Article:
nec_v20

Let's talk about Ryzen Master and "Performance"

Discussion created by nec_v20 on Nov 14, 2019
Latest reply on Dec 3, 2019 by nec_v20

GigaByte brought out a revised version of their AGESA 1.0.0.4 B (F10c) for my GigaByte X570 AURUS XTREME motherboard which still falls short of the previous 1.0.0.3 ABBA version in that the memory clock can only be set to a maximum of 3600 (MCLK 1800, FCLK 1800) whereas in the prior BIOS version there was no problem running the RAM at 3733 (MCLK 1866, FCLK 1866).

 

It is however an improvement over the prior AGESA 1.0.0.4 B (F10a) version which would not even run at 3600.

 

That being said, I decided that I would spend an entire day (from 10AM to 10PM) yesterday finding out the state of play with regard to my system and the configuration options offered by Ryzen Master Version 2.0.2.1271.

 

For this test I decided that I should do a completely clean installation of Windows 10 Enterprise, with only the latest patches for the OS, drivers and Ryzen Master installed and running and using CineBench R20 as the benchmark for all the tests.

 

Here is my Windows version:

 

The following Ryzen Master parameters were the same for all the tests:

 

 

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I followed the same testing methodology for each of the options offered by Ryzen Master - Eco-Mode, Default, Precision Boost Overdrive, Auto Overclocking and Manual - which consisted of running CineBench twice before recording the CineBench Score (if there was a discrepancy between the first and second run I would do a third one) in both All-Core and Single core.

 

After this I would run the All-Core and Single-Core tests again but this time I would screenshot Ryzen Master whilst the test was running and for each screenshot I chose the same part of the Benchmark run for all the different options to show the system load.

 

The only thing running on the system for the score was CineBench R20 and Ryzen Master, whereby CineBench was always in the foreground (focussed) and Ryzen Master was behind that window.

 

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The first test up was Eco-Mode and the Cinebench score was:

 

 

The system load during the single core run was:

 

 

The system load during the all-core run was:

 

 

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The second test was the Default mode, the benchmark score was:

 

 

 

The system load during the single core run was:

 

 

The system load during the all-core run was:

 

 

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The third test was the Precision Boost Over Overdrive mode, the benchmark score was:

 

 

The system load during the single core run was:

 

 

The system load during the all-core run was:

 

 

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The fourth test was the Auto Overclock mode, the benchmark score was:

 

 

The system load during the single core run was:

 

 

The system load during the all-core run was:

 

 

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What is beyond my ken is that in all four of the above scenarios, there is next to no difference between the various CineBench results, but what flabbergasts me entirely is that in the First and Second scenarios I am running my system "In Spec" according to AMD; however in the Third and Fourth scenarios, I am, according to AMD, voiding my warranty on my CPU by implementing them.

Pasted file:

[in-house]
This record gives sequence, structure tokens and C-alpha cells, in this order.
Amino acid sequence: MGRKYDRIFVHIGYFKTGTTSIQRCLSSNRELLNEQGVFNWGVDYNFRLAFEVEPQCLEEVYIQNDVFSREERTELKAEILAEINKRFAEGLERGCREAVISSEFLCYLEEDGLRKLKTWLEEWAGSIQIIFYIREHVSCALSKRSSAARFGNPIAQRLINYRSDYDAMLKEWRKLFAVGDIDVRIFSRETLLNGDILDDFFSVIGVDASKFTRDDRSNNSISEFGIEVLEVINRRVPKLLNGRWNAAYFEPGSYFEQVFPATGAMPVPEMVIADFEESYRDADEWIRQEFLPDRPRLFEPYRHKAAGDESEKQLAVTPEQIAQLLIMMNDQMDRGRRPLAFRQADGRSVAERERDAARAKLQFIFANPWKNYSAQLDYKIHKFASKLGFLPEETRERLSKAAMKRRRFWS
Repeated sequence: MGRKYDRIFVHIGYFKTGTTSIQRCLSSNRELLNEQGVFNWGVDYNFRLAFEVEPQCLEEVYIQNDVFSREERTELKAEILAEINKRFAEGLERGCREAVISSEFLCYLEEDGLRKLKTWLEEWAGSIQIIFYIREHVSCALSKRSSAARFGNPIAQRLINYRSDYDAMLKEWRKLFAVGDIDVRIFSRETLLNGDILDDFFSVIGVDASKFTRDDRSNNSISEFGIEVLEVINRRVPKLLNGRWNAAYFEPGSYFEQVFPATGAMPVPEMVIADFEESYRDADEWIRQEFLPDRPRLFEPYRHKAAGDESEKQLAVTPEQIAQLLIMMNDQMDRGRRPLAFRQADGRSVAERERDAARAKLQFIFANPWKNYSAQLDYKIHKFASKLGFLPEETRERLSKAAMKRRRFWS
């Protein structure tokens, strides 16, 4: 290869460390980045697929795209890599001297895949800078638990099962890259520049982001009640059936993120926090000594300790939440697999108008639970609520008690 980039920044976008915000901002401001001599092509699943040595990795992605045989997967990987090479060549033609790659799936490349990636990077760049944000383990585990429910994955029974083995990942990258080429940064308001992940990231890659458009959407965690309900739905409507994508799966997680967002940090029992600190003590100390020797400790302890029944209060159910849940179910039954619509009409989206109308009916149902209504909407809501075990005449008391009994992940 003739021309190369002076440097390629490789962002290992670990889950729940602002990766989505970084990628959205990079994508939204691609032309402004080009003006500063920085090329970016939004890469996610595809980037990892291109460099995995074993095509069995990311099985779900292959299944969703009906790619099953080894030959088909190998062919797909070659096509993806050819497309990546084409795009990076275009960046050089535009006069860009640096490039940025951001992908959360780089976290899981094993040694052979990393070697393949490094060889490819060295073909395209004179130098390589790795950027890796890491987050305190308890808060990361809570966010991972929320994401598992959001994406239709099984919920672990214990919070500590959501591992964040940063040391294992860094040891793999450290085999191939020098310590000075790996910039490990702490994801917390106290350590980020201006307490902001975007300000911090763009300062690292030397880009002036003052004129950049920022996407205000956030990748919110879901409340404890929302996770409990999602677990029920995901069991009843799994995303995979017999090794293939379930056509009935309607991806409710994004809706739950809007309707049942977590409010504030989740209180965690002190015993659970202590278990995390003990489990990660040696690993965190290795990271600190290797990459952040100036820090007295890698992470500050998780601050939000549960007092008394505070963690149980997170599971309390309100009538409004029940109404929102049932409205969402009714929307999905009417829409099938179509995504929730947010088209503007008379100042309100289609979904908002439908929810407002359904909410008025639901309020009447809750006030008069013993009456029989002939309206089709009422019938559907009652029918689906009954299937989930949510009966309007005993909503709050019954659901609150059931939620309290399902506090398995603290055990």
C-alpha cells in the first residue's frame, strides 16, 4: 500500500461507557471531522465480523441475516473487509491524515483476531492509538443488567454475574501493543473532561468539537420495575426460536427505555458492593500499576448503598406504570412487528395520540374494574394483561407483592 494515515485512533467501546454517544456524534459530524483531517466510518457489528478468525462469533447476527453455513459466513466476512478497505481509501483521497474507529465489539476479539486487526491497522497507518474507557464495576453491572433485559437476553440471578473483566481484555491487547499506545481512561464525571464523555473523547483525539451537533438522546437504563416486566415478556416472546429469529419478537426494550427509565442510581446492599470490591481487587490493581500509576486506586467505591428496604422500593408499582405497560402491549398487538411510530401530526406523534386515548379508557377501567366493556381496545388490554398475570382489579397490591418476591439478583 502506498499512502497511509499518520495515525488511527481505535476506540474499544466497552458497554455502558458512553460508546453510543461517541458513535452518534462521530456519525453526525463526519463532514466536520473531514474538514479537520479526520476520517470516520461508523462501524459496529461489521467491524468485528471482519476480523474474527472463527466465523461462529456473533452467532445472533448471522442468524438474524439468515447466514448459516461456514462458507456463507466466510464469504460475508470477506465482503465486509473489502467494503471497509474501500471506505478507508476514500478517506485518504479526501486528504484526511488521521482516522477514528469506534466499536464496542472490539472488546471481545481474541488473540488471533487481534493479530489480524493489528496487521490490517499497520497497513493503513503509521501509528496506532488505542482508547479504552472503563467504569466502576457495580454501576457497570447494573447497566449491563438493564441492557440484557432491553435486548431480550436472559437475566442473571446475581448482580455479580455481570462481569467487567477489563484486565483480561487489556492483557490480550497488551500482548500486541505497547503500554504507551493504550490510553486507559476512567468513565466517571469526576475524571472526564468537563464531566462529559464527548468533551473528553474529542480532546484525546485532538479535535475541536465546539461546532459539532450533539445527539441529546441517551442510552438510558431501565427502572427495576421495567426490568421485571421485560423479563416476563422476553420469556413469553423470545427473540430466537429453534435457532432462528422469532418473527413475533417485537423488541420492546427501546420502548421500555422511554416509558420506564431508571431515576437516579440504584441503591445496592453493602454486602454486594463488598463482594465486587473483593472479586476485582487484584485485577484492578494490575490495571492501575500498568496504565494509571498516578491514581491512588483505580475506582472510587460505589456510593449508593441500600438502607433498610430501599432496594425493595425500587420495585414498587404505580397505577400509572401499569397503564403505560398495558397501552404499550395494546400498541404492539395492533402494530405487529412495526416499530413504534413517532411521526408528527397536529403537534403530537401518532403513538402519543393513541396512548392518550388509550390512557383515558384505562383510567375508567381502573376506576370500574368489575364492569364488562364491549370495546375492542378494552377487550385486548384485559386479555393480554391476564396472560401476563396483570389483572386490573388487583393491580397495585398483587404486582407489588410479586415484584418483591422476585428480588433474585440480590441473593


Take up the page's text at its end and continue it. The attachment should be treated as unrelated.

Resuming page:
There is however next to no difference in the exorbitant amount of voltage being applied - especially the single core CineBench runs result in voltages being applied to the CPU cores which I would consider to be reckless.

 

TSMC - the creators of the 7nm Node and the people who should know what they are talking about - have, according to reports I have read, specified a maximum voltage of 1.30 to other reports I have seen 1.325 Volts for that Node.

 

Under no circumstances in the scenarios above are any of those maximums even remotely adhered to.

 

What is worse in my view is that not only is a ridiculous amount of voltage being pumped into the CPU, but the results, in terms of CineBench results does not even remotely justify it, as can be seen when I manually configure Ryzen Master to remain within specs:

 

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The fifth test was the Manual Mode, the benchmark score was:

 

 

The system load during the single core run was:

 

 

The system load during the all-core run was:

 

 

By manually clocking the cores to 4.225 GHz and setting the Peak Core(s) Voltage to 1.325V I do take a performance hit on the single core score of around 3.5% I do however gain over 2.6% in the all-core score.

And this at significantly less voltage and temps.

 

Aside from synthetic benchmarks, how often are single core workloads applied to the CPU, let me think now, ah yes, that would be NEVER.

 

All things considered, any Ryzen Option aside from manual configuration results running the CPU in what AMD itself considers an unsafe and potentially damaging way.

 

The thing is that applying too much voltage over time will not normally suddenly kill the CPU, but rather degrade the performance, and then, if AMD is lucky, not kill off the CPU that people have spent quite a lot of money on within the three year warranty.

 

The Default amount of voltage will be applied whether Ryzen Master is loaded or not, and the so-called "Eco-Mode" can only be considered a sick joke on the part of AMD.

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